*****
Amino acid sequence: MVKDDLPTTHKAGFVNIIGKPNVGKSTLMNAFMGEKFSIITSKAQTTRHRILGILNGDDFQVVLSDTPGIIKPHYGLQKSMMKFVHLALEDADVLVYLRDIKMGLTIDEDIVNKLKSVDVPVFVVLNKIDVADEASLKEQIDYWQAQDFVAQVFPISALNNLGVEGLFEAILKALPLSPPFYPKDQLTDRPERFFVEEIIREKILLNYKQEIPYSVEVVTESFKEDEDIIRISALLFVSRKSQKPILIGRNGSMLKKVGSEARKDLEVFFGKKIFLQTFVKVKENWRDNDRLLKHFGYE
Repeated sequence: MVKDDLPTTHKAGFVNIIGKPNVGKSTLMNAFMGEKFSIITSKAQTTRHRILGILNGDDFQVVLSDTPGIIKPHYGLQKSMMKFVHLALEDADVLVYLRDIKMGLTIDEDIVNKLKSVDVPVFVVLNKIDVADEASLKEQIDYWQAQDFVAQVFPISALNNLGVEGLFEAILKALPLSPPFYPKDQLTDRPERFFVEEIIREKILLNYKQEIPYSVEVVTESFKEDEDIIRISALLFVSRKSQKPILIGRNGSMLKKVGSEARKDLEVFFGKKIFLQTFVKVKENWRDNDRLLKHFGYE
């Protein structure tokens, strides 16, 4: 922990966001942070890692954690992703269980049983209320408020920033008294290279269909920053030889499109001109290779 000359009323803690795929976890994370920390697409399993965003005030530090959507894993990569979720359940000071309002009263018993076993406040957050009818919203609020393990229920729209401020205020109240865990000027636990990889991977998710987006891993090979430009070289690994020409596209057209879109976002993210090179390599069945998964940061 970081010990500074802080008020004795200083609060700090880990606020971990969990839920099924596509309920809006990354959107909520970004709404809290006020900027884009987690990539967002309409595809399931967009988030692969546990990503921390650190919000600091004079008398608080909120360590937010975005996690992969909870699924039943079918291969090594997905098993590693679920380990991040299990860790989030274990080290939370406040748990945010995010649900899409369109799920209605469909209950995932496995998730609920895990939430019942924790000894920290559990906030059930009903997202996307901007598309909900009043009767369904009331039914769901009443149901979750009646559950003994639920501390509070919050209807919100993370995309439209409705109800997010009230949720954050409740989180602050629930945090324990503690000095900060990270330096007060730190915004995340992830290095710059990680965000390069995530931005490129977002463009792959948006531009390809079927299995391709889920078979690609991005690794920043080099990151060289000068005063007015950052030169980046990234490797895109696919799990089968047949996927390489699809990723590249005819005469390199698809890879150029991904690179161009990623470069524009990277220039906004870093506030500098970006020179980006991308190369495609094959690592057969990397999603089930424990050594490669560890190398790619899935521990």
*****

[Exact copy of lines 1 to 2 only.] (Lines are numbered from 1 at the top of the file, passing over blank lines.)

Amino acid sequence: MVKDDLPTTHKAGFVNIIGKPNVGKSTLMNAFMGEKFSIITSKAQTTRHRILGILNGDDFQVVLSDTPGIIKPHYGLQKSMMKFVHLALEDADVLVYLRDIKMGLTIDEDIVNKLKSVDVPVFVVLNKIDVADEASLKEQIDYWQAQDFVAQVFPISALNNLGVEGLFEAILKALPLSPPFYPKDQLTDRPERFFVEEIIREKILLNYKQEIPYSVEVVTESFKEDEDIIRISALLFVSRKSQKPILIGRNGSMLKKVGSEARKDLEVFFGKKIFLQTFVKVKENWRDNDRLLKHFGYE
Repeated sequence: MVKDDLPTTHKAGFVNIIGKPNVGKSTLMNAFMGEKFSIITSKAQTTRHRILGILNGDDFQVVLSDTPGIIKPHYGLQKSMMKFVHLALEDADVLVYLRDIKMGLTIDEDIVNKLKSVDVPVFVVLNKIDVADEASLKEQIDYWQAQDFVAQVFPISALNNLGVEGLFEAILKALPLSPPFYPKDQLTDRPERFFVEEIIREKILLNYKQEIPYSVEVVTESFKEDEDIIRISALLFVSRKSQKPILIGRNGSMLKKVGSEARKDLEVFFGKKIFLQTFVKVKENWRDNDRLLKHFGYE